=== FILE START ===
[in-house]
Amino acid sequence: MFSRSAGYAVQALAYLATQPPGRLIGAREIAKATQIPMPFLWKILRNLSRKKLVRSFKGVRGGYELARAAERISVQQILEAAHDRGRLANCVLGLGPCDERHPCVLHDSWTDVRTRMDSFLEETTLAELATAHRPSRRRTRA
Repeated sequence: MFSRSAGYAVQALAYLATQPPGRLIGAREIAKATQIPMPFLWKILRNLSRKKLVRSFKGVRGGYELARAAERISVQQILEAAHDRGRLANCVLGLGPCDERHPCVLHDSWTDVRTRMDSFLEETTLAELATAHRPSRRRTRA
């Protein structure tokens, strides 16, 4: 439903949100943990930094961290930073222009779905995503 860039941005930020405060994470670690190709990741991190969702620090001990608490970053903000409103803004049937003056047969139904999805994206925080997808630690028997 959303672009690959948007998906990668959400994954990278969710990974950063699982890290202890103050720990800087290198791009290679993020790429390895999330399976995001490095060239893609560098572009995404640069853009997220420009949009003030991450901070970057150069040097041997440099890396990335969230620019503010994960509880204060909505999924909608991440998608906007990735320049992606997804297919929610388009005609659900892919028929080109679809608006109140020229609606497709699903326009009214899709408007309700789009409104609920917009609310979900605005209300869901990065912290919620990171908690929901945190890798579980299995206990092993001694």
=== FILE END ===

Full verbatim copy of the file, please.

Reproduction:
[in-house]
Amino acid sequence: MFSRSAGYAVQALAYLATQPPGRLIGAREIAKATQIPMPFLWKILRNLSRKKLVRSFKGVRGGYELARAAERISVQQILEAAHDRGRLANCVLGLGPCDERHPCVLHDSWTDVRTRMDSFLEETTLAELATAHRPSRRRTRA
Repeated sequence: MFSRSAGYAVQALAYLATQPPGRLIGAREIAKATQIPMPFLWKILRNLSRKKLVRSFKGVRGGYELARAAERISVQQILEAAHDRGRLANCVLGLGPCDERHPCVLHDSWTDVRTRMDSFLEETTLAELATAHRPSRRRTRA
């Protein structure tokens, strides 16, 4: 439903949100943990930094961290930073222009779905995503 860039941005930020405060994470670690190709990741991190969702620090001990608490970053903000409103803004049937003056047969139904999805994206925080997808630690028997 959303672009690959948007998906990668959400994954990278969710990974950063699982890290202890103050720990800087290198791009290679993020790429390895999330399976995001490095060239893609560098572009995404640069853009997220420009949009003030991450901070970057150069040097041997440099890396990335969230620019503010994960509880204060909505999924909608991440998608906007990735320049992606997804297919929610388009005609659900892919028929080109679809608006109140020229609606497709699903326009009214899709408007309700789009409104609920917009609310979900605005209300869901990065912290919620990171908690929901945190890798579980299995206990092993001694």